Before you freak out at the thought that Redmond will soon be tracking your every move, keep in mind that the new features will be disabled by default. That’s the good news.
The bad news is that if you turn the geo features on, there are very few controls available and, yes, Microsoft could easily track your every move. Now you can freak out.
According to CNet, which saw a demo of the new geo features, once the service is turned on, there are only two means of limiting the geo-tracking — you can either limit to a specific user, or you can limit it to just traditional applications (rather than services running in the background).
But here’s the essential problem: If you enable the geo-tracking for say, a restaurant searching app in your gadgets collection, there’s no way to stop other apps from accessing your location as well. It’s an all or nothing feature.
While geo-aware locations are certain a hot item in the software world right now, they’re also at the heart of many ongoing privacy debates. Unfortunately Microsoft’s new feature is exactly the sort of thing that turns people’s mild suspicions into full, raging paranoia.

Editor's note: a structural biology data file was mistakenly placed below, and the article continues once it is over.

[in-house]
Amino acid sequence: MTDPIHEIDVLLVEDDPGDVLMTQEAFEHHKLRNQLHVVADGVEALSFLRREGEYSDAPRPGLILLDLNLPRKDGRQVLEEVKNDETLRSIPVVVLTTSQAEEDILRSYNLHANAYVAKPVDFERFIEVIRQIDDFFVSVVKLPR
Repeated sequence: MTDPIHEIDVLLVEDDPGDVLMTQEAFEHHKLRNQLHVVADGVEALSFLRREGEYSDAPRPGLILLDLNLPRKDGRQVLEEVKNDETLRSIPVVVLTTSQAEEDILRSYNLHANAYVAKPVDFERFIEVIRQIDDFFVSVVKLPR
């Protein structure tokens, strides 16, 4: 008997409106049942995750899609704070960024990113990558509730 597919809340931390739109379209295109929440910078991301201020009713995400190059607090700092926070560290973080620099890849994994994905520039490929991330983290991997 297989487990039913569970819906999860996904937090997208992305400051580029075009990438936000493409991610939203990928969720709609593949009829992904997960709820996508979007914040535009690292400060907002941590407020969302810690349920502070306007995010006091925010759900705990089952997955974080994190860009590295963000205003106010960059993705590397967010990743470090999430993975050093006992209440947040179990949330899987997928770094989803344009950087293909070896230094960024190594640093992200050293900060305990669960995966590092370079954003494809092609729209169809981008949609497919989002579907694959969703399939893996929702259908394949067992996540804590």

Here’s Microsoft’s explanation for why the geo-tracking will not offer much control. It’s also the paranoid’s greatest fear in a nutshell:
The reason, Microsoft officials say, is that Windows doesn’t have a reliable means of determining that an application is what it says it is, so any attempt to limit the location to a specific application would be easily spoofable.
So the short story is Windows 7 has geo-tracking features, but aside from turning them on and off, you have basically no control.